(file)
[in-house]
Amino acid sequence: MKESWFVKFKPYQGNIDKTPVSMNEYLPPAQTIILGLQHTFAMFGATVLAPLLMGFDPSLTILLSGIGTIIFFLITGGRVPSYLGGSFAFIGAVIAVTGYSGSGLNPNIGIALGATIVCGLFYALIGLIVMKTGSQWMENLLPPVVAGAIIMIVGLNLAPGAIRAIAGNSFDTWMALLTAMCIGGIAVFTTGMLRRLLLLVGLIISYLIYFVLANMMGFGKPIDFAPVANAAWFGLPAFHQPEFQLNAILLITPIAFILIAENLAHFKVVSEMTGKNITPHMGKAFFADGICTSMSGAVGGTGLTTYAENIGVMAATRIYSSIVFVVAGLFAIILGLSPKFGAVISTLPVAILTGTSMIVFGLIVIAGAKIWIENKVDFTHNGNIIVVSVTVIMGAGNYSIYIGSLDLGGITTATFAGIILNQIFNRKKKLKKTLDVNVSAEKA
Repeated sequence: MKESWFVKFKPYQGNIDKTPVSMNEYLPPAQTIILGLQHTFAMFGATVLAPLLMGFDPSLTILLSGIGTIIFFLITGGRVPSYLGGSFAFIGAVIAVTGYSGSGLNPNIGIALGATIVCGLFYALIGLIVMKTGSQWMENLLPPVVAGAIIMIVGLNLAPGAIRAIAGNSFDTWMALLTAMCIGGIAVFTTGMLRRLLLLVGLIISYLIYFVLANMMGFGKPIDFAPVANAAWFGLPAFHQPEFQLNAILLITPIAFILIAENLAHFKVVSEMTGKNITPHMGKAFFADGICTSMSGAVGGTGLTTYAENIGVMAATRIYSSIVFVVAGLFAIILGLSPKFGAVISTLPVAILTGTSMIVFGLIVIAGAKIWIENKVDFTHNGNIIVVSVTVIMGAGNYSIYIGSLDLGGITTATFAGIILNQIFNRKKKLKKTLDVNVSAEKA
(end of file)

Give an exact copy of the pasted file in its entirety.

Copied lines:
[in-house]
Amino acid sequence: MKESWFVKFKPYQGNIDKTPVSMNEYLPPAQTIILGLQHTFAMFGATVLAPLLMGFDPSLTILLSGIGTIIFFLITGGRVPSYLGGSFAFIGAVIAVTGYSGSGLNPNIGIALGATIVCGLFYALIGLIVMKTGSQWMENLLPPVVAGAIIMIVGLNLAPGAIRAIAGNSFDTWMALLTAMCIGGIAVFTTGMLRRLLLLVGLIISYLIYFVLANMMGFGKPIDFAPVANAAWFGLPAFHQPEFQLNAILLITPIAFILIAENLAHFKVVSEMTGKNITPHMGKAFFADGICTSMSGAVGGTGLTTYAENIGVMAATRIYSSIVFVVAGLFAIILGLSPKFGAVISTLPVAILTGTSMIVFGLIVIAGAKIWIENKVDFTHNGNIIVVSVTVIMGAGNYSIYIGSLDLGGITTATFAGIILNQIFNRKKKLKKTLDVNVSAEKA
Repeated sequence: MKESWFVKFKPYQGNIDKTPVSMNEYLPPAQTIILGLQHTFAMFGATVLAPLLMGFDPSLTILLSGIGTIIFFLITGGRVPSYLGGSFAFIGAVIAVTGYSGSGLNPNIGIALGATIVCGLFYALIGLIVMKTGSQWMENLLPPVVAGAIIMIVGLNLAPGAIRAIAGNSFDTWMALLTAMCIGGIAVFTTGMLRRLLLLVGLIISYLIYFVLANMMGFGKPIDFAPVANAAWFGLPAFHQPEFQLNAILLITPIAFILIAENLAHFKVVSEMTGKNITPHMGKAFFADGICTSMSGAVGGTGLTTYAENIGVMAATRIYSSIVFVVAGLFAIILGLSPKFGAVISTLPVAILTGTSMIVFGLIVIAGAKIWIENKVDFTHNGNIIVVSVTVIMGAGNYSIYIGSLDLGGITTATFAGIILNQIFNRKKKLKKTLDVNVSAEKA